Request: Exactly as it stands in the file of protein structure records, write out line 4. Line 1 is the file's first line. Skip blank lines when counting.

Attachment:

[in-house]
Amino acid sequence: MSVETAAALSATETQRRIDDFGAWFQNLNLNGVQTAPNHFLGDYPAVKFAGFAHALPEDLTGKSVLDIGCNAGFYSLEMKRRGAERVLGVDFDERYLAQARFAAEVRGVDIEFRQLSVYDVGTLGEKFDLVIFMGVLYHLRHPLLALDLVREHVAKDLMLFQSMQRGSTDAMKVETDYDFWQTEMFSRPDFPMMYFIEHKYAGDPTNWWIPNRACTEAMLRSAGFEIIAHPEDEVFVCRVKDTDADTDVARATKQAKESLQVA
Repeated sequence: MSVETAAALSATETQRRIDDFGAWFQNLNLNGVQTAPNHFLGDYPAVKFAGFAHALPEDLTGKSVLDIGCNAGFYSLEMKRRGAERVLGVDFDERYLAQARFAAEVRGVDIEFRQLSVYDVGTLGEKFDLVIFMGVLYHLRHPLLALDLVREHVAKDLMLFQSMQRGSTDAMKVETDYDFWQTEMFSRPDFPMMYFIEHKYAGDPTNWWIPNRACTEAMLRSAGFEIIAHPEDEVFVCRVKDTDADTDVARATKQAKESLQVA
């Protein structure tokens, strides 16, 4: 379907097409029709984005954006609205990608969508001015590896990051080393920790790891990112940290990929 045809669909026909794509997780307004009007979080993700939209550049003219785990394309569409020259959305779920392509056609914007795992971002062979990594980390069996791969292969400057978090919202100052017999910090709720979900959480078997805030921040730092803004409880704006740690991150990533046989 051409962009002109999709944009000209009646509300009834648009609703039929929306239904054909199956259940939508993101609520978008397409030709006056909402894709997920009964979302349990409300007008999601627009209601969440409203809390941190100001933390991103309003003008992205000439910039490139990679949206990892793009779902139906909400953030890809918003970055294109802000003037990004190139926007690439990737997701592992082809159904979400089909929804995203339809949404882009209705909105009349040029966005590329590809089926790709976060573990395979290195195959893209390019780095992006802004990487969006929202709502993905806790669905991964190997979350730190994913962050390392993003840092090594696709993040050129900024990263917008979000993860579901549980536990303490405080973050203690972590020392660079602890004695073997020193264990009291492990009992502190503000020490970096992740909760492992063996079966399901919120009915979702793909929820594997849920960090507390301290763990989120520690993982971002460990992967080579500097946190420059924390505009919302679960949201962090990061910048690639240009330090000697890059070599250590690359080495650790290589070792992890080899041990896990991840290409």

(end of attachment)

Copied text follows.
């Protein structure tokens, strides 16, 4: 379907097409029709984005954006609205990608969508001015590896990051080393920790790891990112940290990929 045809669909026909794509997780307004009007979080993700939209550049003219785990394309569409020259959305779920392509056609914007795992971002062979990594980390069996791969292969400057978090919202100052017999910090709720979900959480078997805030921040730092803004409880704006740690991150990533046989 051409962009002109999709944009000209009646509300009834648009609703039929929306239904054909199956259940939508993101609520978008397409030709006056909402894709997920009964979302349990409300007008999601627009209601969440409203809390941190100001933390991103309003003008992205000439910039490139990679949206990892793009779902139906909400953030890809918003970055294109802000003037990004190139926007690439990737997701592992082809159904979400089909929804995203339809949404882009209705909105009349040029966005590329590809089926790709976060573990395979290195195959893209390019780095992006802004990487969006929202709502993905806790669905991964190997979350730190994913962050390392993003840092090594696709993040050129900024990263917008979000993860579901549980536990303490405080973050203690972590020392660079602890004695073997020193264990009291492990009992502190503000020490970096992740909760492992063996079966399901919120009915979702793909929820594997849920960090507390301290763990989120520690993982971002460990992967080579500097946190420059924390505009919302679960949201962090990061910048690639240009330090000697890059070599250590690359080495650790290589070792992890080899041990896990991840290409």